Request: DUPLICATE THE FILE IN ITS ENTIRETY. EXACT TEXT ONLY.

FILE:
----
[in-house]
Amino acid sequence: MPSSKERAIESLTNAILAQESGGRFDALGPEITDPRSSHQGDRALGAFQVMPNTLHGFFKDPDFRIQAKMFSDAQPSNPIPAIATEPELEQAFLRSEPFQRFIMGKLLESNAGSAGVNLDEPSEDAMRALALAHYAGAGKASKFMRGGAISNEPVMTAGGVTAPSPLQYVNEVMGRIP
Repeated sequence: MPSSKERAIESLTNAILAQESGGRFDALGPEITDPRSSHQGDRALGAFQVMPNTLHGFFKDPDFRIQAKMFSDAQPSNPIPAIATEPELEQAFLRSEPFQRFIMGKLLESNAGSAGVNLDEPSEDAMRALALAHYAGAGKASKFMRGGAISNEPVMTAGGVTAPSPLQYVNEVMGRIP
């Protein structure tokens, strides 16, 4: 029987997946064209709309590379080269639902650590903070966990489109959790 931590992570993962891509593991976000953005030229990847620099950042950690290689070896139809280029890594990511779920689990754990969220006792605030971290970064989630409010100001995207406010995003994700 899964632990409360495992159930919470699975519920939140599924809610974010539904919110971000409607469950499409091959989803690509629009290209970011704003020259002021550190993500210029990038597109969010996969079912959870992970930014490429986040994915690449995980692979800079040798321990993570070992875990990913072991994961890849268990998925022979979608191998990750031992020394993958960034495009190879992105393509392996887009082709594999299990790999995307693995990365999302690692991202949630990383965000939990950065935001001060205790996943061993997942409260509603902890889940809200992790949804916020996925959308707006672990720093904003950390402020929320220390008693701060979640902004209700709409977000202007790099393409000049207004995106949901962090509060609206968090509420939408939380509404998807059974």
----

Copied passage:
[in-house]
Amino acid sequence: MPSSKERAIESLTNAILAQESGGRFDALGPEITDPRSSHQGDRALGAFQVMPNTLHGFFKDPDFRIQAKMFSDAQPSNPIPAIATEPELEQAFLRSEPFQRFIMGKLLESNAGSAGVNLDEPSEDAMRALALAHYAGAGKASKFMRGGAISNEPVMTAGGVTAPSPLQYVNEVMGRIP
Repeated sequence: MPSSKERAIESLTNAILAQESGGRFDALGPEITDPRSSHQGDRALGAFQVMPNTLHGFFKDPDFRIQAKMFSDAQPSNPIPAIATEPELEQAFLRSEPFQRFIMGKLLESNAGSAGVNLDEPSEDAMRALALAHYAGAGKASKFMRGGAISNEPVMTAGGVTAPSPLQYVNEVMGRIP
């Protein structure tokens, strides 16, 4: 029987997946064209709309590379080269639902650590903070966990489109959790 931590992570993962891509593991976000953005030229990847620099950042950690290689070896139809280029890594990511779920689990754990969220006792605030971290970064989630409010100001995207406010995003994700 899964632990409360495992159930919470699975519920939140599924809610974010539904919110971000409607469950499409091959989803690509629009290209970011704003020259002021550190993500210029990038597109969010996969079912959870992970930014490429986040994915690449995980692979800079040798321990993570070992875990990913072991994961890849268990998925022979979608191998990750031992020394993958960034495009190879992105393509392996887009082709594999299990790999995307693995990365999302690692991202949630990383965000939990950065935001001060205790996943061993997942409260509603902890889940809200992790949804916020996925959308707006672990720093904003950390402020929320220390008693701060979640902004209700709409977000202007790099393409000049207004995106949901962090509060609206968090509420939408939380509404998807059974």